A spokeswoman for Laboratory Corp. of America said increased demand as well as supply and equipment constraints has meant it may take four to six days to deliver results once a specimen is picked up. That compares with the typical one- to two-day period, though results are faster for patients in hospitals. The company is able to process more than 130,000 tests a day and plans to increase that to 150,000 this month, she added.

The U.S. struggled with testing supply constraints -- and accuracy concerns -- in the early weeks of the pandemic. Initially testing was limited to those with symptoms and front-line health-care workers.

Since then, federal and state governments have taken some steps to improve test accuracy and bolster supply chains to boost capacity and access to testing, but recent surges in cases have driven up demand. Some states make testing available to anyone who wants one, even if they show no symptoms or don't know whether they have been in contact with someone who is infected.

Atlanta Mayor Keisha Lance Bottoms said in a tweet this week she was positive for Covid-19, eight days after being tested, adding that three people in her house now have the virus. "If we had known sooner, we would have immediately quarantined," she wrote.

Testing hiccups have caused difficulties for the nascent Major League Baseball season in recent days. Since players reported to stadiums for training beginning in late June, delays in the league's Covid-19 testing regime caused some teams, including the Washington Nationals and the Houston Astros, to cancel scheduled workouts.

"The process has not been without some unforeseen difficulties, which are being addressed with the service providers that are essential to the execution of the protocols," MLB said in a statement. The league's testing plan in part involves shipping samples collected from players to a laboratory in Utah.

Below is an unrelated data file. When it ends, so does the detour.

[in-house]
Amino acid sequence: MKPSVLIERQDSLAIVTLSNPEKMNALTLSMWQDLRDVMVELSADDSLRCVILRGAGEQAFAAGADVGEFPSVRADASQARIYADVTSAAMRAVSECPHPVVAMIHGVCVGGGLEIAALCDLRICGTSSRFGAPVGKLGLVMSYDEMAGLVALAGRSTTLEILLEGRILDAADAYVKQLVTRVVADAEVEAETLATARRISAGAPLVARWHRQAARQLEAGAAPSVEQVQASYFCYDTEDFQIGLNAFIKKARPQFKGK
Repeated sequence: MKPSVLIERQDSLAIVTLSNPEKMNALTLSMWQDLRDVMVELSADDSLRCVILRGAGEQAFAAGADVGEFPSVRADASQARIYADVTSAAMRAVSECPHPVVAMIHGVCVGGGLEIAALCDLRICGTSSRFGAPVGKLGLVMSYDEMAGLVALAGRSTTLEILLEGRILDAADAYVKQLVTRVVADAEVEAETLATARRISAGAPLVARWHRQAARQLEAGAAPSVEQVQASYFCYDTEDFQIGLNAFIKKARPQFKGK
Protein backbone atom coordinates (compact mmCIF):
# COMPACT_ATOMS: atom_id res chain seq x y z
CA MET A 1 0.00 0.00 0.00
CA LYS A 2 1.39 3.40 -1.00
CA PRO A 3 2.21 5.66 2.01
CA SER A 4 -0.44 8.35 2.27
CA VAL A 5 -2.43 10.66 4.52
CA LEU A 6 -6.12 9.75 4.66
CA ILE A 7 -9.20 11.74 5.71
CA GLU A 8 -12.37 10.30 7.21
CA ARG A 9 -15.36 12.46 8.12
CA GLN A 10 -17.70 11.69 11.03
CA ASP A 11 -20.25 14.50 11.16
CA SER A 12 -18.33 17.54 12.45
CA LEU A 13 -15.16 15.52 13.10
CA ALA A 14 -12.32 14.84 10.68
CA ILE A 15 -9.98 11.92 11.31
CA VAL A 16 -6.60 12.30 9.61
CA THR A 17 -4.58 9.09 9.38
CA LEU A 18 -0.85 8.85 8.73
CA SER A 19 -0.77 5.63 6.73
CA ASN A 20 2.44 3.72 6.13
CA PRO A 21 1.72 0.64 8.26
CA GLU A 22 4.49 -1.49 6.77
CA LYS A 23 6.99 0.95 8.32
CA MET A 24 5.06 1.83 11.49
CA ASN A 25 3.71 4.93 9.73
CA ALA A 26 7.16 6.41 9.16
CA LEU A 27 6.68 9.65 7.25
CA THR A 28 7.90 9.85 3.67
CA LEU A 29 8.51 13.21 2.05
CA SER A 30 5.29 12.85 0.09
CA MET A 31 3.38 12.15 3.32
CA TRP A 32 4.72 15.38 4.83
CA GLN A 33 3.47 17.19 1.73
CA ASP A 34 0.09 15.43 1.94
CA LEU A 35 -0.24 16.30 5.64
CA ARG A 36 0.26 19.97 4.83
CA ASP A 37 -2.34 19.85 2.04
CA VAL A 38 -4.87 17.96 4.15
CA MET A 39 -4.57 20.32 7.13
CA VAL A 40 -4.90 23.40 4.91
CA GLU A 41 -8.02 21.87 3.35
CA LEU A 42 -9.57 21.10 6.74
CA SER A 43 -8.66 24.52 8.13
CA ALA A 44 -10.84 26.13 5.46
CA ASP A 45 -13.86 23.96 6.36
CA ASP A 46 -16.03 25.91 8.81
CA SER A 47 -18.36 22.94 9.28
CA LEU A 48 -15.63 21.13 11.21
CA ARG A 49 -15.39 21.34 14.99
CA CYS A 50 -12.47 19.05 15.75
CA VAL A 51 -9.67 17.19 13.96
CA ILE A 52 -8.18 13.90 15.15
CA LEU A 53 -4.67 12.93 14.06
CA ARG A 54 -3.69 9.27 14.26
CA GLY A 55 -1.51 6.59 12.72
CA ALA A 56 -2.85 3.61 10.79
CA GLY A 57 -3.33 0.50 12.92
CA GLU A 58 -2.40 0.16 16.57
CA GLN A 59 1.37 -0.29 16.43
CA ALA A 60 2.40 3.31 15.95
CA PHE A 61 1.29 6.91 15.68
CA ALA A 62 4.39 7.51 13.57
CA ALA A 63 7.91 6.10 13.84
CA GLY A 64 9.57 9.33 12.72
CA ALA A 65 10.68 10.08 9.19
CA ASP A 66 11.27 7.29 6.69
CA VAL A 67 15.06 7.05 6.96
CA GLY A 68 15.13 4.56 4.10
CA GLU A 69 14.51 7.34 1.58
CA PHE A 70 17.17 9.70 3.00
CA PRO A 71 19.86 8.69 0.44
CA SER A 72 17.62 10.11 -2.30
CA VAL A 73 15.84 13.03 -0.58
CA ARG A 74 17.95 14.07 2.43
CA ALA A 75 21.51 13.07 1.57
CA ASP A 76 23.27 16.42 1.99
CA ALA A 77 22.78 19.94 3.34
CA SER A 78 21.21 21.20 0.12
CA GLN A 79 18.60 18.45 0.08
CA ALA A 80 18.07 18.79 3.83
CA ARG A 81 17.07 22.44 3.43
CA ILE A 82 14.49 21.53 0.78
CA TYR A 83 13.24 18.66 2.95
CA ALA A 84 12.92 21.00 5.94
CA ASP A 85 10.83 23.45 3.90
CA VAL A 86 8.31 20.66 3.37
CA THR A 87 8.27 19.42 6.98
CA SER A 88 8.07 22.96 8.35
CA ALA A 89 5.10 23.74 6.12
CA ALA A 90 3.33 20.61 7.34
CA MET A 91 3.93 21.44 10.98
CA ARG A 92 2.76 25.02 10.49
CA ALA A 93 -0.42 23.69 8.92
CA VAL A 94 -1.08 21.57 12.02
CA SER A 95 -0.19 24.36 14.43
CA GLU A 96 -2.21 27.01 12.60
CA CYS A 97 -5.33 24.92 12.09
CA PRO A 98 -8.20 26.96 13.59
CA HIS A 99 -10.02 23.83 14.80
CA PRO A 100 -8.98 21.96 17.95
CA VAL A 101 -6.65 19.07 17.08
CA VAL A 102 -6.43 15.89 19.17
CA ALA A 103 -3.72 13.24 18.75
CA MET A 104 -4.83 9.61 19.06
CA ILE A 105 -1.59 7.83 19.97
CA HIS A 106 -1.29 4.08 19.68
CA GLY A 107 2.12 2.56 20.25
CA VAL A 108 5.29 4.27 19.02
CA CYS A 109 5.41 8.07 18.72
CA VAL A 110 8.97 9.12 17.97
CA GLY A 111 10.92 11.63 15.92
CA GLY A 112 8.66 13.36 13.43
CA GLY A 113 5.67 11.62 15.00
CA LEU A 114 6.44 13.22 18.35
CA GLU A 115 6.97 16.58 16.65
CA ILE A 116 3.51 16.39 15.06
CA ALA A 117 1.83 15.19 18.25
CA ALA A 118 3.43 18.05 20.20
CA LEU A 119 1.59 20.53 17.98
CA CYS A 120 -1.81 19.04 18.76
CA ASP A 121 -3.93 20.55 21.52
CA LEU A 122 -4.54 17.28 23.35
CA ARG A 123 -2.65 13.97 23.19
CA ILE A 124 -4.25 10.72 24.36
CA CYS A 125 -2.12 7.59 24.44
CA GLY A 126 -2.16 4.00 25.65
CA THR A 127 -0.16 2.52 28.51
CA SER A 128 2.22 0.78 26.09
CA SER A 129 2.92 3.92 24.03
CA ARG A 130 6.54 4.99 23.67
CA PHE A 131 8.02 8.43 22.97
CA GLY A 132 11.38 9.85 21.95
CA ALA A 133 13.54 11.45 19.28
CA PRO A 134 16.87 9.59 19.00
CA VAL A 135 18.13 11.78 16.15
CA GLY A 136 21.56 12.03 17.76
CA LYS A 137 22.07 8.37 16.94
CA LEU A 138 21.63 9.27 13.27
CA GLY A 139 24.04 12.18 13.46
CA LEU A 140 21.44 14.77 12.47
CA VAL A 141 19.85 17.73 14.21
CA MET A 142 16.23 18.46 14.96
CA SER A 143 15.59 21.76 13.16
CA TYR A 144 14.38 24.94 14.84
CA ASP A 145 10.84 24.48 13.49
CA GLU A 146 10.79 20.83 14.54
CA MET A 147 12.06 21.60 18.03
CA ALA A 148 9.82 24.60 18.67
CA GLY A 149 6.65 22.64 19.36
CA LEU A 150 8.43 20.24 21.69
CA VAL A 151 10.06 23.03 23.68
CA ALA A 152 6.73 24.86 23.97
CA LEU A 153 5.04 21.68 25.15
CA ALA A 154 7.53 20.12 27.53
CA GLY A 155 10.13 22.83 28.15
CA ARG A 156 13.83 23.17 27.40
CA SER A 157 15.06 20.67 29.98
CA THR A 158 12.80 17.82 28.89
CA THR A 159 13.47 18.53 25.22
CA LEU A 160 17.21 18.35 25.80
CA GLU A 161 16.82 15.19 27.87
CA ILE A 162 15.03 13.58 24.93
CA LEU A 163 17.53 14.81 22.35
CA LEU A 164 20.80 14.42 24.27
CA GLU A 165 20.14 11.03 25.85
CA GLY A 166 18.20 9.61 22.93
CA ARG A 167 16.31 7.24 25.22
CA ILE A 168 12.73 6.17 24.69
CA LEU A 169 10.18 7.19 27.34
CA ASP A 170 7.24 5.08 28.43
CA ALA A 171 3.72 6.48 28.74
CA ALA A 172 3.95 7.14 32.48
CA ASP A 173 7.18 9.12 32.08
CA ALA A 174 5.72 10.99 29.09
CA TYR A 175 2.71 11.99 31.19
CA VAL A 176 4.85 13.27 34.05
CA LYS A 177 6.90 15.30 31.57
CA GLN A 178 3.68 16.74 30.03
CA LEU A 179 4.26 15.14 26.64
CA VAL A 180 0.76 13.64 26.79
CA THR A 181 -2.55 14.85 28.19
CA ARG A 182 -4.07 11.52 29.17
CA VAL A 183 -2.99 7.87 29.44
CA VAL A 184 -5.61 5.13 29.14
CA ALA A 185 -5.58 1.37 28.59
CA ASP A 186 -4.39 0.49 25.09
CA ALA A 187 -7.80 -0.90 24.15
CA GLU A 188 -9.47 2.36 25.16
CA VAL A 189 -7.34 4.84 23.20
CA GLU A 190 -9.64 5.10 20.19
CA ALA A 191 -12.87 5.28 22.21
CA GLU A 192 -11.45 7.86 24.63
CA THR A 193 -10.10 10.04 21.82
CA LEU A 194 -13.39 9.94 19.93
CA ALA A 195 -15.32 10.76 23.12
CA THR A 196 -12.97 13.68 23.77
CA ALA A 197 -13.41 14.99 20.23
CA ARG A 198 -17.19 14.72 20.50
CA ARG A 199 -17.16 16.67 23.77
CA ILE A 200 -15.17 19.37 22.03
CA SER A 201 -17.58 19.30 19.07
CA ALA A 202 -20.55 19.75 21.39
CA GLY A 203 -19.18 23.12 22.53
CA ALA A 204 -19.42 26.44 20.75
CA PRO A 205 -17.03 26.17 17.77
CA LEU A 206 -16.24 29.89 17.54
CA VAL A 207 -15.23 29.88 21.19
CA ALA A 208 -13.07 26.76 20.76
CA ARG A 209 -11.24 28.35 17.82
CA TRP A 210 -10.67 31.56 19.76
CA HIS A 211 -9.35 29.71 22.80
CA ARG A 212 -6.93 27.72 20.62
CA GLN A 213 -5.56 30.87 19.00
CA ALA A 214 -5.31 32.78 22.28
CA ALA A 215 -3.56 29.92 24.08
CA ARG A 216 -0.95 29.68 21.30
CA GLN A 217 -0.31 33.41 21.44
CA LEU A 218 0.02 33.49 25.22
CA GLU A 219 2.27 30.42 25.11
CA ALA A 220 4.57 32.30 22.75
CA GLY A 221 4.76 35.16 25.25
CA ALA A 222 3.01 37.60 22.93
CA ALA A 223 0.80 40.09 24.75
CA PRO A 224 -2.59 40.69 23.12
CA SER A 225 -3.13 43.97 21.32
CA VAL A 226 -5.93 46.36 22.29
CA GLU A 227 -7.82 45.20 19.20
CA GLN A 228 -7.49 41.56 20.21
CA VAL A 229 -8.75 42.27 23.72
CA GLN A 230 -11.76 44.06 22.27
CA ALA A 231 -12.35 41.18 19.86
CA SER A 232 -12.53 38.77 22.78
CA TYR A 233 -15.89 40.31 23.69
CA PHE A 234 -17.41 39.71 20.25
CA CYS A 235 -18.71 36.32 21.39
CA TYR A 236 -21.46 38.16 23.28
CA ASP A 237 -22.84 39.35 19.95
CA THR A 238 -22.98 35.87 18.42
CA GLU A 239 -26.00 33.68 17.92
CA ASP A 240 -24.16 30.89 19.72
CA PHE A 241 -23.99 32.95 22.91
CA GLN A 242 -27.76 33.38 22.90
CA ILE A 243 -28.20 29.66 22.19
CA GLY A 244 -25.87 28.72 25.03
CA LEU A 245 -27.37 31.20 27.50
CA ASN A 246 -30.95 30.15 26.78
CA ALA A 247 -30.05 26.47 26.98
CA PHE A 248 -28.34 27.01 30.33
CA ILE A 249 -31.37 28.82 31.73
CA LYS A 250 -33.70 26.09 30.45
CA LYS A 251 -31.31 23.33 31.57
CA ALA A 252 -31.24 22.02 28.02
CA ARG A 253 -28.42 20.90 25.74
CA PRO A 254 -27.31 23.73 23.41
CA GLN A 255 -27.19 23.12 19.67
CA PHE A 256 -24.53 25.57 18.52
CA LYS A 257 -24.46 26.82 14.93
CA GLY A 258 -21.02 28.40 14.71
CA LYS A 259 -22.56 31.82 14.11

Some medical practices have struggled to get adequate supplies to conduct tests.

Family Medicine Associates, a small family-practice office in Mission, Texas, said LabCorp has denied its requests for coronavirus testing kits since March because the company said it is prioritizing bigger testing centers, said Kayla Tezcucano, the practice's office manager. The LabCorp spokeswoman said she couldn't verify the practice's account.

The practice set out to buy its own rapid-test system, which it expects to arrive in late August. In the meantime, Ms. Tezcucano said, the practice offers antibody tests that can indicate if a person has an active infection but are typically used as an indicator of whether a person has been infected with the virus in the past. The antibodies take about a week to show up, so a negative test doesn't rule out coronavirus.

The Centers for Disease Control and Prevention has said antibody tests shouldn't be used to diagnose an active infection except in situations in which viral testing is delayed.

About 60 patients a day were coming in for the antibody tests when the practice began offering them a few weeks ago. Last week, that number jumped to 250 a day. On Monday, 318 people came in for tests, Ms. Tezcucano said.

"People want their answers," she said. "I feel like I have the responsibility of having blood on my hands in making sure our patients not only have good care but also accurate and reliable results."

--Sarah Nassauer contributed to this article.

Write to Sarah Krouse at sarah.krouse@wsj.com, Sharon Terlep at sharon.terlep@wsj.com and Matt Grossman at matt.grossman@wsj.com

 

(END) Dow Jones Newswires

July 09, 2020 05:44 ET (09:44 GMT)